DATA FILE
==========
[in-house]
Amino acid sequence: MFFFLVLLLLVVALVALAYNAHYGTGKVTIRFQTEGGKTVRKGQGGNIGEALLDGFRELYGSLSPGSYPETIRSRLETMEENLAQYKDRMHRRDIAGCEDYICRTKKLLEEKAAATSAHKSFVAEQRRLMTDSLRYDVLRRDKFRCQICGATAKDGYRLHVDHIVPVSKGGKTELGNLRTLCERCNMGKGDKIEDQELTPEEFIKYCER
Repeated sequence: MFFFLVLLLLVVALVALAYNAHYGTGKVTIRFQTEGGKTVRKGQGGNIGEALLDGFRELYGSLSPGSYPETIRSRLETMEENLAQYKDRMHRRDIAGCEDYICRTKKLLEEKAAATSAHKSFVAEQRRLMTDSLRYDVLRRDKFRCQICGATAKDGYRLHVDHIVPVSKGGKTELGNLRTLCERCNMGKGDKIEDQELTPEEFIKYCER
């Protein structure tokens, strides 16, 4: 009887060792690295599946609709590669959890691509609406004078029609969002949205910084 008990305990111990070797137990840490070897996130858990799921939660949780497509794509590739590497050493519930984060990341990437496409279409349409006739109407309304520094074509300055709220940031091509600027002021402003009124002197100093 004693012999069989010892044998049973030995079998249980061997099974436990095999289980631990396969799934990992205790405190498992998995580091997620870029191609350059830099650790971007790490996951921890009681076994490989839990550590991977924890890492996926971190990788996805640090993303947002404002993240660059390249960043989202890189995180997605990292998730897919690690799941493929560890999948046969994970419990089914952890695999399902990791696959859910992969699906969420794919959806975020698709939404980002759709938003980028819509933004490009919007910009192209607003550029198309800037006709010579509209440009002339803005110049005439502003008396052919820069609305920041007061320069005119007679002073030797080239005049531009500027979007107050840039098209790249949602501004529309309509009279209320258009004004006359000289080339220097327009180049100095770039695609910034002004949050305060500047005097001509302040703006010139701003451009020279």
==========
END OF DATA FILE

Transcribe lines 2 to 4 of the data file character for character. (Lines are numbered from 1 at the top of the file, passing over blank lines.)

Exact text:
Amino acid sequence: MFFFLVLLLLVVALVALAYNAHYGTGKVTIRFQTEGGKTVRKGQGGNIGEALLDGFRELYGSLSPGSYPETIRSRLETMEENLAQYKDRMHRRDIAGCEDYICRTKKLLEEKAAATSAHKSFVAEQRRLMTDSLRYDVLRRDKFRCQICGATAKDGYRLHVDHIVPVSKGGKTELGNLRTLCERCNMGKGDKIEDQELTPEEFIKYCER
Repeated sequence: MFFFLVLLLLVVALVALAYNAHYGTGKVTIRFQTEGGKTVRKGQGGNIGEALLDGFRELYGSLSPGSYPETIRSRLETMEENLAQYKDRMHRRDIAGCEDYICRTKKLLEEKAAATSAHKSFVAEQRRLMTDSLRYDVLRRDKFRCQICGATAKDGYRLHVDHIVPVSKGGKTELGNLRTLCERCNMGKGDKIEDQELTPEEFIKYCER
């Protein structure tokens, strides 16, 4: 009887060792690295599946609709590669959890691509609406004078029609969002949205910084 008990305990111990070797137990840490070897996130858990799921939660949780497509794509590739590497050493519930984060990341990437496409279409349409006739109407309304520094074509300055709220940031091509600027002021402003009124002197100093 004693012999069989010892044998049973030995079998249980061997099974436990095999289980631990396969799934990992205790405190498992998995580091997620870029191609350059830099650790971007790490996951921890009681076994490989839990550590991977924890890492996926971190990788996805640090993303947002404002993240660059390249960043989202890189995180997605990292998730897919690690799941493929560890999948046969994970419990089914952890695999399902990791696959859910992969699906969420794919959806975020698709939404980002759709938003980028819509933004490009919007910009192209607003550029198309800037006709010579509209440009002339803005110049005439502003008396052919820069609305920041007061320069005119007679002073030797080239005049531009500027979007107050840039098209790249949602501004529309309509009279209320258009004004006359000289080339220097327009180049100095770039695609910034002004949050305060500047005097001509302040703006010139701003451009020279």